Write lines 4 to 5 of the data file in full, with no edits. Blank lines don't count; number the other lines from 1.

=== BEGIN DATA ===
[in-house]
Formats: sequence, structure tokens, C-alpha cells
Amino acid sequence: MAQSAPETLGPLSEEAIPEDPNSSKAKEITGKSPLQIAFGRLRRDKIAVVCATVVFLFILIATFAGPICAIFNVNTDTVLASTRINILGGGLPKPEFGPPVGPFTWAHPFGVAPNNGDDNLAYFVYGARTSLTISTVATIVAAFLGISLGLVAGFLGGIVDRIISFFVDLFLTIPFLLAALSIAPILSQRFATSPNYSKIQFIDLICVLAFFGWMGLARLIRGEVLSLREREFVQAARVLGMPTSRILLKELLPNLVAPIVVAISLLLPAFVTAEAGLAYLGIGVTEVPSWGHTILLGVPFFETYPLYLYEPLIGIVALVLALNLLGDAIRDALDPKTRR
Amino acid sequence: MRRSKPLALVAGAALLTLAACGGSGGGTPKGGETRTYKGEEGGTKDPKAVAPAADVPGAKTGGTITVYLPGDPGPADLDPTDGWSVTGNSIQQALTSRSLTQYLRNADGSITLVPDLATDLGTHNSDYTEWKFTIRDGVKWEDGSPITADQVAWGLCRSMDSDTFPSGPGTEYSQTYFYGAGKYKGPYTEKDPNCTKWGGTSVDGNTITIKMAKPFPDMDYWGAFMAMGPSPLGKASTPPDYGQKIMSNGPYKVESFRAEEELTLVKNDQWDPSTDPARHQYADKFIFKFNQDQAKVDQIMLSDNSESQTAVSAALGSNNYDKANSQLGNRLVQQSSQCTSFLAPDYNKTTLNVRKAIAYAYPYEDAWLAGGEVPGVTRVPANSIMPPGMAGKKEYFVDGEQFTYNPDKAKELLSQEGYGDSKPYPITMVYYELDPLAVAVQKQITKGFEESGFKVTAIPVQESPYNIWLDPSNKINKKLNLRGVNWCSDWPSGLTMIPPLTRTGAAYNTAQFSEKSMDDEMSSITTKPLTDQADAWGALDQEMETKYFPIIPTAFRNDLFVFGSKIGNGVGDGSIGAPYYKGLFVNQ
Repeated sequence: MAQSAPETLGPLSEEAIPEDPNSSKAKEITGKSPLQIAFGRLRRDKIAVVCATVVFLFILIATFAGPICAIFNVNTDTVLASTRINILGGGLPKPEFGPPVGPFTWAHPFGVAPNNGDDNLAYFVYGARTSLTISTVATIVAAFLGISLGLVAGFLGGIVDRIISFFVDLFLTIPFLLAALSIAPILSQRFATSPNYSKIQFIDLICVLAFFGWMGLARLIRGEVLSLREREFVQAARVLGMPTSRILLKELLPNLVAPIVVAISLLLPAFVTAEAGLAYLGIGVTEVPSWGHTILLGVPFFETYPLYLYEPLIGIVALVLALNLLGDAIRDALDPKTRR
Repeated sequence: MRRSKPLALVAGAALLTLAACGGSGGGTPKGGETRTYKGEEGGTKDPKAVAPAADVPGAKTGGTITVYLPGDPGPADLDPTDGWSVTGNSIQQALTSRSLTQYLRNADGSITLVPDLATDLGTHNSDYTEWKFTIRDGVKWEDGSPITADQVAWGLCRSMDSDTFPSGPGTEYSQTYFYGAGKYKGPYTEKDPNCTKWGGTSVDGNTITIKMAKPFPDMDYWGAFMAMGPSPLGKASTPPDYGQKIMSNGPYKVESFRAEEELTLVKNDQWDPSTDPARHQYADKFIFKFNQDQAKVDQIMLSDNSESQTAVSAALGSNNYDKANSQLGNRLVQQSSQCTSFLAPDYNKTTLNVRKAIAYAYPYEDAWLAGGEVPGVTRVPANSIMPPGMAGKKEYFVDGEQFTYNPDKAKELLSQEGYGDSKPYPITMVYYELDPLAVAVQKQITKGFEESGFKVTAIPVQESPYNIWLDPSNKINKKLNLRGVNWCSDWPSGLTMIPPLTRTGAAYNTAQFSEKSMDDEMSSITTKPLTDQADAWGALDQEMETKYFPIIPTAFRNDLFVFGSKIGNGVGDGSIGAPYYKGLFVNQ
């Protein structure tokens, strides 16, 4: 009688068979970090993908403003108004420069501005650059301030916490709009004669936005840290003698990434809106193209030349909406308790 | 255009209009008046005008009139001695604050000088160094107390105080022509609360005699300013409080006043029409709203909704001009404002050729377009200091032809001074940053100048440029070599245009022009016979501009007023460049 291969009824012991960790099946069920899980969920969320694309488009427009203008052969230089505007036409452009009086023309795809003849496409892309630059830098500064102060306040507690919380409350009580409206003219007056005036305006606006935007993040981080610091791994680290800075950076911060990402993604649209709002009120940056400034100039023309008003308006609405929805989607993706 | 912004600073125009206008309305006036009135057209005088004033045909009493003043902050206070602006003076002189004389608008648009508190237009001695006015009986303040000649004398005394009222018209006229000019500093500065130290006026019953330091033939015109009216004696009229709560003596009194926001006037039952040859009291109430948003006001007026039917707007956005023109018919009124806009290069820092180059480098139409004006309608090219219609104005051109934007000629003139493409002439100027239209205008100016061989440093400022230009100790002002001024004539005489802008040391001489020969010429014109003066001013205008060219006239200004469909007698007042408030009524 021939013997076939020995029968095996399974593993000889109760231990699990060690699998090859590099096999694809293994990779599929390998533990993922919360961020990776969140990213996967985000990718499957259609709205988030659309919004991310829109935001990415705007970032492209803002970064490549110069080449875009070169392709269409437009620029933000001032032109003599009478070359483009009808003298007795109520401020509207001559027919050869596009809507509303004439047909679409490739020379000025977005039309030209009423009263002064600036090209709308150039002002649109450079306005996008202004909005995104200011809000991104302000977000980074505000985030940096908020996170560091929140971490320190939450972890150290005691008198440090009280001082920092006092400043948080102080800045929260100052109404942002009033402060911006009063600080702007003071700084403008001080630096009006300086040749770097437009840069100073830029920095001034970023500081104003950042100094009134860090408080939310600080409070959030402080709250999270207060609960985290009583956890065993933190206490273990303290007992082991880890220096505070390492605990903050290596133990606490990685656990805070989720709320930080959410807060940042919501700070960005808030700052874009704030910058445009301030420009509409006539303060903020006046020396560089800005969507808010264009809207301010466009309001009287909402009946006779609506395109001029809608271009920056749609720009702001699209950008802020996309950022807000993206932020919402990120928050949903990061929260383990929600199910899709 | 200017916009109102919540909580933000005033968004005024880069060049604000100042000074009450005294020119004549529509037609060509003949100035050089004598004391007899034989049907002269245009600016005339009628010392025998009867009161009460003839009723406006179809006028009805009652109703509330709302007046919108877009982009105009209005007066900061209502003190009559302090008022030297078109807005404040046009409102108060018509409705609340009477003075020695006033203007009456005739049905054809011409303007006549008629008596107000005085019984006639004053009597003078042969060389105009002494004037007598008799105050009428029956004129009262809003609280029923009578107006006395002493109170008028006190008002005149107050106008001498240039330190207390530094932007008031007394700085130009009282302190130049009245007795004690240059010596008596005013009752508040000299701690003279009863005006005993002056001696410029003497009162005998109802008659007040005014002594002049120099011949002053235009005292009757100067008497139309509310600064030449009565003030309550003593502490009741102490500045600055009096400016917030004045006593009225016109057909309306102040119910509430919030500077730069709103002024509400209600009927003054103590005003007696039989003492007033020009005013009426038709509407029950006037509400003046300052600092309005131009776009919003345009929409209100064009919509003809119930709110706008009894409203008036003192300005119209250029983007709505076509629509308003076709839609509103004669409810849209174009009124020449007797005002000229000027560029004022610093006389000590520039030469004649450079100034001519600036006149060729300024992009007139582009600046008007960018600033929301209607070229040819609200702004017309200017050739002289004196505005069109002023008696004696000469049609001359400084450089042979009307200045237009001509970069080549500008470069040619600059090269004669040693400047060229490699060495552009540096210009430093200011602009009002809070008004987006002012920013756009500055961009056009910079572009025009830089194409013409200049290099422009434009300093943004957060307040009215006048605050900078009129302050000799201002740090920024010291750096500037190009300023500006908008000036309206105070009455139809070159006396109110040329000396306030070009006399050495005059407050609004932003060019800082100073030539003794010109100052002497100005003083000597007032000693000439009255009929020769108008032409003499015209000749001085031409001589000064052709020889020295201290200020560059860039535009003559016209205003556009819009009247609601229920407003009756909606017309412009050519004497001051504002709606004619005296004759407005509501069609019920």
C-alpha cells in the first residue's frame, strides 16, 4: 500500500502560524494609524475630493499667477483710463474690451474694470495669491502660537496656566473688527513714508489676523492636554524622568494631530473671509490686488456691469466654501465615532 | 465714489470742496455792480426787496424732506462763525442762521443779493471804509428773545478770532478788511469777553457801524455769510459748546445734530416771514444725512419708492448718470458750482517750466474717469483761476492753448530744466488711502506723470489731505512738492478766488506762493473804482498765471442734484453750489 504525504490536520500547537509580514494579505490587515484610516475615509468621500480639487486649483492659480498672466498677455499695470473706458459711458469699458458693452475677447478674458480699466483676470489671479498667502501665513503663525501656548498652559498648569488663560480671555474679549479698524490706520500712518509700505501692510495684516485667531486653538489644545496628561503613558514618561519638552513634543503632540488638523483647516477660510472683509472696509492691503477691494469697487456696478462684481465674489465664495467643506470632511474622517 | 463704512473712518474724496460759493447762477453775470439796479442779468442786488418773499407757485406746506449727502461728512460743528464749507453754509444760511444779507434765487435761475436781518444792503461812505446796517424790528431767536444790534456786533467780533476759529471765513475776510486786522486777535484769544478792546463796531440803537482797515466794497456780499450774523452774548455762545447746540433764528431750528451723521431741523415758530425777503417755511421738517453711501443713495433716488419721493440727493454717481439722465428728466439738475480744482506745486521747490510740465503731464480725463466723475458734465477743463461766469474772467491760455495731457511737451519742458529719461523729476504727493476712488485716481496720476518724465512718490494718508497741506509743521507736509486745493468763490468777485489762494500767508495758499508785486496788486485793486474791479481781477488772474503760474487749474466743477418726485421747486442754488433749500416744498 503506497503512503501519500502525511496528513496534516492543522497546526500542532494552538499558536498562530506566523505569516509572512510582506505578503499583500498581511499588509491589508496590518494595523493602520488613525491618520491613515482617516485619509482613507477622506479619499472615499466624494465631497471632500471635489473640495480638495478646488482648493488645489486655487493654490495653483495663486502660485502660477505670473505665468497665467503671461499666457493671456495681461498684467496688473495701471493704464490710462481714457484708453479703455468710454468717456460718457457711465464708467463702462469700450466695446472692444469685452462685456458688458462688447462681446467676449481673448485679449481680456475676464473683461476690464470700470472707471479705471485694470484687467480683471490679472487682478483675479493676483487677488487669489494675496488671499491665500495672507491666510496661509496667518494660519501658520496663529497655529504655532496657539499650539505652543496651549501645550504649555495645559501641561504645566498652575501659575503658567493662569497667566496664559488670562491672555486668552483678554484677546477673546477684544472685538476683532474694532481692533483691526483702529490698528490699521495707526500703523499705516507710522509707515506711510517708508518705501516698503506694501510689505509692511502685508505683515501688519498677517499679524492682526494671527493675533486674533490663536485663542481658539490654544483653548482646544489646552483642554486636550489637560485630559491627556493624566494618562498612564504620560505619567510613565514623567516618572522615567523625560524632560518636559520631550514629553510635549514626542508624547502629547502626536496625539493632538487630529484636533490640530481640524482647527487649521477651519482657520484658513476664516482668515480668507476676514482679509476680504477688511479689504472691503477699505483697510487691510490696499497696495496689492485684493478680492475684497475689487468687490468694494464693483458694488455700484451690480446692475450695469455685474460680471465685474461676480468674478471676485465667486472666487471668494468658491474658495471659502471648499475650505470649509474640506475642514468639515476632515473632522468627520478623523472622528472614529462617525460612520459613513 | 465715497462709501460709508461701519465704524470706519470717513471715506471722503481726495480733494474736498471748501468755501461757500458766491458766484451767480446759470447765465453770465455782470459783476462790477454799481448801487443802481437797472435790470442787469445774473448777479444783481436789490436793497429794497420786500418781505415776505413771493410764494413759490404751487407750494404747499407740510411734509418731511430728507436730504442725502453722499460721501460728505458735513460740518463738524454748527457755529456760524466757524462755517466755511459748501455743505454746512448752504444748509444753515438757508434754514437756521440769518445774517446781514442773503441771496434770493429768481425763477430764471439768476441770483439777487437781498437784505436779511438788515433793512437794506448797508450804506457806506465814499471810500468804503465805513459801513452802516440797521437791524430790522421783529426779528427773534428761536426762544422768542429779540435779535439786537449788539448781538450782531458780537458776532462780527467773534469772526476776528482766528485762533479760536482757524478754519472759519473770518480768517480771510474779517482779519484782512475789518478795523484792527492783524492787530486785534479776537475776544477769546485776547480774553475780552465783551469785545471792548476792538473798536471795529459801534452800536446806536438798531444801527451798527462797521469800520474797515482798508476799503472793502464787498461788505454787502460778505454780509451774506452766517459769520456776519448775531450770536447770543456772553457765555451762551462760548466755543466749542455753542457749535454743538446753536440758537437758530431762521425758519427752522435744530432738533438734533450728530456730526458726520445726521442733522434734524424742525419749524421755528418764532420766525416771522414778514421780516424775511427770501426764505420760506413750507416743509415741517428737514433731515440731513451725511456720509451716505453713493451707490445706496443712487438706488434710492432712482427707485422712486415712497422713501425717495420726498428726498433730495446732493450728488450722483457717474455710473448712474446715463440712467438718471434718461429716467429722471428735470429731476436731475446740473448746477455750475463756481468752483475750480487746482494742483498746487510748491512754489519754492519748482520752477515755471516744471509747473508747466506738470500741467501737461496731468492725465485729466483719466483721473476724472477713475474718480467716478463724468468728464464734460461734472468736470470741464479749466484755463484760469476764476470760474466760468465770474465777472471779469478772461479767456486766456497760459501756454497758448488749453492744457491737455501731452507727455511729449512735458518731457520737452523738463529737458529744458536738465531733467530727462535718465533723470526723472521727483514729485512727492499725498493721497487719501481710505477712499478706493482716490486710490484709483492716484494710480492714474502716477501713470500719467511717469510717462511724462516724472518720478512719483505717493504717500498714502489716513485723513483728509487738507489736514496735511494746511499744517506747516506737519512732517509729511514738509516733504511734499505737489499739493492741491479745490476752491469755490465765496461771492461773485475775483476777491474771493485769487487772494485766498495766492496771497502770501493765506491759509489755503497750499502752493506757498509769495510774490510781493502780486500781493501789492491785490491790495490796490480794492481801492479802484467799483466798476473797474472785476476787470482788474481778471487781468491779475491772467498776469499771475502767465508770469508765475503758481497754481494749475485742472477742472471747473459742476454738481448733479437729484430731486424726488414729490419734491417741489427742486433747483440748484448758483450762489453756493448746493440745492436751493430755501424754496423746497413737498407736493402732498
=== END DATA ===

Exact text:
Amino acid sequence: MRRSKPLALVAGAALLTLAACGGSGGGTPKGGETRTYKGEEGGTKDPKAVAPAADVPGAKTGGTITVYLPGDPGPADLDPTDGWSVTGNSIQQALTSRSLTQYLRNADGSITLVPDLATDLGTHNSDYTEWKFTIRDGVKWEDGSPITADQVAWGLCRSMDSDTFPSGPGTEYSQTYFYGAGKYKGPYTEKDPNCTKWGGTSVDGNTITIKMAKPFPDMDYWGAFMAMGPSPLGKASTPPDYGQKIMSNGPYKVESFRAEEELTLVKNDQWDPSTDPARHQYADKFIFKFNQDQAKVDQIMLSDNSESQTAVSAALGSNNYDKANSQLGNRLVQQSSQCTSFLAPDYNKTTLNVRKAIAYAYPYEDAWLAGGEVPGVTRVPANSIMPPGMAGKKEYFVDGEQFTYNPDKAKELLSQEGYGDSKPYPITMVYYELDPLAVAVQKQITKGFEESGFKVTAIPVQESPYNIWLDPSNKINKKLNLRGVNWCSDWPSGLTMIPPLTRTGAAYNTAQFSEKSMDDEMSSITTKPLTDQADAWGALDQEMETKYFPIIPTAFRNDLFVFGSKIGNGVGDGSIGAPYYKGLFVNQ
Repeated sequence: MAQSAPETLGPLSEEAIPEDPNSSKAKEITGKSPLQIAFGRLRRDKIAVVCATVVFLFILIATFAGPICAIFNVNTDTVLASTRINILGGGLPKPEFGPPVGPFTWAHPFGVAPNNGDDNLAYFVYGARTSLTISTVATIVAAFLGISLGLVAGFLGGIVDRIISFFVDLFLTIPFLLAALSIAPILSQRFATSPNYSKIQFIDLICVLAFFGWMGLARLIRGEVLSLREREFVQAARVLGMPTSRILLKELLPNLVAPIVVAISLLLPAFVTAEAGLAYLGIGVTEVPSWGHTILLGVPFFETYPLYLYEPLIGIVALVLALNLLGDAIRDALDPKTRR